Are you a fan of Shark Week? Have you ever wondered to yourself, “I wonder how sharp those teeth really are?” If you have, you might get a kick out of scientists’ recent attempts to use shark teeth on real-life saw blades.
In the experiment, over 400 species of sharks were assessed to see who had the sharpest, strongest chompers. Each one has uniquely shaped teeth, in varieties such as triangle-shaped or notched, which impact how they bite into their prey.
Ultimately, biologists at the University of Washington took three types of shark teeth and mounted them onto a power saw, to see what the teeth did when they were actually in motion (after all, sharks eat their food while they’re on the move.)
The researchers used the shark-saw to power through pieces of salmon. It was their intent to mimic the force behind a live shark’s teeth as it would shake its prey. What they saw was that some species of sharks experienced faster tooth wear than others, which would be an indication that those types of sharks would likely need to replace their teeth on a more frequent basis. Other teeth that didn’t wear out as quickly also seemed to not cut as well. For the latter, they may be swallowing their food whole, as opposed to breaking it apart after catching it.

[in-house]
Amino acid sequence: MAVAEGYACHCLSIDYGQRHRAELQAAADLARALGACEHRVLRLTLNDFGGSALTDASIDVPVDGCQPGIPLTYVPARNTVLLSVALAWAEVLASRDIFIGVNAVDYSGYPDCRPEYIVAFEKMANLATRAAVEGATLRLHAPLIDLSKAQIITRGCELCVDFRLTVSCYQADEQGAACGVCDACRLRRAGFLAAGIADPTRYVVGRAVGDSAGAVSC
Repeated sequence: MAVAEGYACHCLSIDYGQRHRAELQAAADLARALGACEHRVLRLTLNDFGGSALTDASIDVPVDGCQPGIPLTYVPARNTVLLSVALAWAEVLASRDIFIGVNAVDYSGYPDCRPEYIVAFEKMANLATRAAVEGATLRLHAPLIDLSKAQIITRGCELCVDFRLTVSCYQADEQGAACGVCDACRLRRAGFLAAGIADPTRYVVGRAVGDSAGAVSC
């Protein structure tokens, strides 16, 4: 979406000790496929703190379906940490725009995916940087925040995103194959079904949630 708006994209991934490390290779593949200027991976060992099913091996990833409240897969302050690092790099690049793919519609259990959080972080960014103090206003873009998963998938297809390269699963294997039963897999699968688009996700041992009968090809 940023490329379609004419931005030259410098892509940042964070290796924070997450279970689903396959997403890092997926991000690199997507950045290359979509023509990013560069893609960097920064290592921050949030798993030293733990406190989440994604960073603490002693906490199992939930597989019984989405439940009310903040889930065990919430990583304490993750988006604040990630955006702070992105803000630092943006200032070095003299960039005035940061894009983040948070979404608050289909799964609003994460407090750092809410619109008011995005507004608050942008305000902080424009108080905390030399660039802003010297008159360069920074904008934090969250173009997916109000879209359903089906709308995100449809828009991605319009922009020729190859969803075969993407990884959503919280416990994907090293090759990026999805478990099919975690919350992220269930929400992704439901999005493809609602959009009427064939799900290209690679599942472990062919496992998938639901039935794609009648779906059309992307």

We Don’t Get a New Set of Teeth
Unlike sharks, humans, apart from having a set of baby and adult teeth, don’t get a 3rd, 4th, or 5th opportunity to replace their teeth after being worn out. Once they’re flattened or chipped, we don’t get another chance at having a healthy tooth without the help of a good dentist. If you’re prone to clenching and grinding in your sleep (or on the commute home,) be sure to ask SEDA about having a custom bite splint made!